“Auld Lang Syne” was his theme song.
They called him Mr. New Year’s Eve, and he was part of America’s New Year’s tradition for nearly 50 years.
Before Dick Clark and Ryan Seacrest counted down to 12 a.m., January 1, there was Guy Lombardo. Each year, his saxophones would poignantly play “Auld Land Syne” as couples danced, kissed and wished “Happy New Year.”
From the crash of the stock market in 1929 through the bicentennial in 1976, big bandleader Lombardo and his Royal Canadians were a long standing tradition for Americans.
“Should Guy Lombardo and his Royal Canadians fail to play ‘Auld Lang Syne at midnight, New Year’s Eve, a deep uneasiness would run through a large segment of the American populace, a conviction that despite the evidence on every calendar, the new year has not really arrived,” LIFE magazine wrote according to The Lombardo Story by Beverly Fink Cline
Lombardo once even joked he planned to take the holiday with him when he died.
The “Royal Canadian” orchestra was formed in 1924 by Lombardo and his three brothers to create “the sweetest music this side of heaven.” His music was characterized by “highly melodic, danceable pieces played with staccato phrasing and a rich vibrato from the saxophone section,” according to Recorded Music in American Life by William Howland Kenney.
From 1927 to 1940, Lombardo and his Royal Canadians had more than 140 hits and 21 No. 1 songs. Some of these included: “Charmaine,” “It looks like Rain In Cherry Blossom Lane,” “Boo-Hoo,” “We Just Couldn’t Say Goodbye” and “Red Sails in the Sunset.” Lombardo recorded under record labels Brunswick, Decca, RCA and Columbia.
“Simple arrangements, simple beat, everything goes so easy,” Lombardo said about his success, according to Kennedy’s book.
The New Year’s tradition began on the radio with a New Year’s Eve radio broadcast in 1928. Large broadcast stations picked up their live performances through Dec. 31, 1955. CBS Radio Network would air Lombardo’s live show before midnight Eastern Time and NBC Radio Network would pick up Lombardo after midnight. On Dec. 31, 1956, Lombardo had his first New Year’s TV special on CBS which would include footage of the crowds on Times Square—similar to today. From 1929 to 1959, Lombardo’s band performed in the Roosevelt Grill at the Roosevelt Hotel in New York City and at the Waldorf Astoria from 1959 to Dec. 31, 1976.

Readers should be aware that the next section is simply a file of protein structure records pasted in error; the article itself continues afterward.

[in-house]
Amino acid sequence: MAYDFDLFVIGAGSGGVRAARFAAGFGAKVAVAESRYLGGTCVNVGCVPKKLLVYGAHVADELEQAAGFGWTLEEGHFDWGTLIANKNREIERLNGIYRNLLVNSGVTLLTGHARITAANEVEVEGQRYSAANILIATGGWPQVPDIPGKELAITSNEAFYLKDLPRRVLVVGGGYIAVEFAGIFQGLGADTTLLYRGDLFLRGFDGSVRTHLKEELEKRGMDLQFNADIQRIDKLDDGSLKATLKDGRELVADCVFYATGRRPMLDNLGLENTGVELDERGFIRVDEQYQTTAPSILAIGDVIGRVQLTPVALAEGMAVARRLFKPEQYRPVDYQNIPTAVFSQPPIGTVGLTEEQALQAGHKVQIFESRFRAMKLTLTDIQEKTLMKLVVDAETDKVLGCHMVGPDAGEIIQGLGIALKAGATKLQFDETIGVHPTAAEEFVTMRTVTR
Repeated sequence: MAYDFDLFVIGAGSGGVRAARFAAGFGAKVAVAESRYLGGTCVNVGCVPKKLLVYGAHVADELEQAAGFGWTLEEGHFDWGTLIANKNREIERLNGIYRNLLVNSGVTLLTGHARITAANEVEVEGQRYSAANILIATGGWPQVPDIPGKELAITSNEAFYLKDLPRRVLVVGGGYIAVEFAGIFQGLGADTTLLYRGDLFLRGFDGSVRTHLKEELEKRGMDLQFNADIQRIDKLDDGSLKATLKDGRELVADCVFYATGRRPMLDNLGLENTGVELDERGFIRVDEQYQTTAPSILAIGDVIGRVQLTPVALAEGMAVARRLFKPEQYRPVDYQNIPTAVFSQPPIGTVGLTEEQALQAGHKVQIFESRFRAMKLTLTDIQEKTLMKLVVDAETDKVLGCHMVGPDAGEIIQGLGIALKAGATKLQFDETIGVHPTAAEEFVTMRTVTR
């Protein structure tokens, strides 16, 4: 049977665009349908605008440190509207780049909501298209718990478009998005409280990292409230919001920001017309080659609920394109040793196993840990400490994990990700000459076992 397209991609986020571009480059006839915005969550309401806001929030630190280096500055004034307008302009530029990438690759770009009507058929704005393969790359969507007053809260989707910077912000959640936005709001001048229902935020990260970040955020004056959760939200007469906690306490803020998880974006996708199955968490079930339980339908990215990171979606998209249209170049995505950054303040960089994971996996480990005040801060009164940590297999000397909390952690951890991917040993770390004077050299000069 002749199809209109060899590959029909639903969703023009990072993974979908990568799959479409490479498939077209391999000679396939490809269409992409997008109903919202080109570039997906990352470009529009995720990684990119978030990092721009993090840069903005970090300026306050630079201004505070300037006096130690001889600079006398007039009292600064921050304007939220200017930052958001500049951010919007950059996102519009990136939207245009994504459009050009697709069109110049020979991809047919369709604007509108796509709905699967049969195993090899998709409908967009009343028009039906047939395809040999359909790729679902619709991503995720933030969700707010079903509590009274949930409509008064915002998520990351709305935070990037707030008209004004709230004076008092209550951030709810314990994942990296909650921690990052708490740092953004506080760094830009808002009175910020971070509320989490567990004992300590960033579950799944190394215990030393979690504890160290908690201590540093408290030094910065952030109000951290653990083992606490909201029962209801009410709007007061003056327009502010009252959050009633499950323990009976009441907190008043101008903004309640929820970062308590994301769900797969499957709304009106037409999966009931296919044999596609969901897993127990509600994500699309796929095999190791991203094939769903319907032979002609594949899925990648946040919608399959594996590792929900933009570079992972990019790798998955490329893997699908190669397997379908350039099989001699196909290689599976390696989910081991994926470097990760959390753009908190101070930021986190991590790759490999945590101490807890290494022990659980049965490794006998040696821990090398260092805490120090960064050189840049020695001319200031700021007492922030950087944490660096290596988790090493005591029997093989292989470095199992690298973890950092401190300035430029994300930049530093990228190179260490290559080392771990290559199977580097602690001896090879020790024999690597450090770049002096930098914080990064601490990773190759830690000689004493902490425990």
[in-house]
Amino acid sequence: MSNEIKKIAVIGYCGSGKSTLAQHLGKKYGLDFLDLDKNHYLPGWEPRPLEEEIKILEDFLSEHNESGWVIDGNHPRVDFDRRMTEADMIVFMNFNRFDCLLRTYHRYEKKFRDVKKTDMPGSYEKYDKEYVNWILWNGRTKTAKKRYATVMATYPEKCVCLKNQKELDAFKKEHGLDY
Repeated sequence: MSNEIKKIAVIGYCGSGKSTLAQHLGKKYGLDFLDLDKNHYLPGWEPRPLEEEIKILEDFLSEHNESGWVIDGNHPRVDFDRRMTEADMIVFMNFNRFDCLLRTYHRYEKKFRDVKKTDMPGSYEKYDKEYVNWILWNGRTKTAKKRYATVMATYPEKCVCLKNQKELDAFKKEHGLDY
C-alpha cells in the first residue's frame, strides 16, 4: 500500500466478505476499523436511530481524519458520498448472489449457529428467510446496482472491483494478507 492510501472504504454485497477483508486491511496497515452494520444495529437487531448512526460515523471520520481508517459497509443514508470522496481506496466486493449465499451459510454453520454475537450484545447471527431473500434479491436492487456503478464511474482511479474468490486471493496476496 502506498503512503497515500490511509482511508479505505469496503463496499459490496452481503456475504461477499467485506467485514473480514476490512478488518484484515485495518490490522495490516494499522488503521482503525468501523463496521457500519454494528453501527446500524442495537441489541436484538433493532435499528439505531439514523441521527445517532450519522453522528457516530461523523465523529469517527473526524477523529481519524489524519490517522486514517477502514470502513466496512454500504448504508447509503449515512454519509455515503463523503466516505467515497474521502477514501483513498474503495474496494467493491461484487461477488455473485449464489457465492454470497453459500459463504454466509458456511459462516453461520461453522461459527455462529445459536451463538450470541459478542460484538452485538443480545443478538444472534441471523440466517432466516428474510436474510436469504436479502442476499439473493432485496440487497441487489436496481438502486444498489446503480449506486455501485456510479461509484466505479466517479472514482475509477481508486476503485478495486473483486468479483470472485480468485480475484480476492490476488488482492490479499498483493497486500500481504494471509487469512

During the broadcasts, Lombardo would play the songs that had been popular throughout the year before ending the evening with “Auld Lang Syne.” Growing up in Canada, Lombardo and his family would sing the old Scottish songs “Auld Lang Syne” and “Comin’ Thro’ the Rye” written by Robert Burns. Guy was partial to the songs and added them to his band’s repertoire when they formed, according to Cline’s book.
In 1972, Lombardo’s King of New Year’s Eve crown was threatened when Dick Clark’s “New Year’s Rockin’ Eve” holiday special started; taking the younger crowds with him. However, Lombardo already proved he had staying power. Long after his big band contemporaries of Artie Shaw, Harry James and Jimmy Dorsey had faded, Lombardo demonstrated how he was one of the longest running dance bands in America.
“New Year’s Eve” wasn’t Lombardo’s only gig. His popularity took him to presidential inaugural balls for Franklin D. Roosevelt and Jimmy Carter, the band played at the Yankee Stadium opening day, and played in the Macy’s Thanksgiving Day parade every year, according to USA Today.
Lombardo’s New Year’s Eve tradition ended on Dec. 31, 1976. On Nov. 5, 1977, he passed away after suffering from a heart attack.
But Lombardo’s holiday legacy continues to live on. Even now, when the ball drops in Times Square in New York City Lombardo’s version of “Auld Lang Syne” is playing.
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Last night (New Year’s Eve), we attended a civic New Year’s Eve party, and they played “Auld Lang Syne” during the fireworks. However, it was a newer, “modern” version and it just wasn’t the same. I think if they had played Guy Lombardo’s version, there wouldn’t have been a dry eye in the house.
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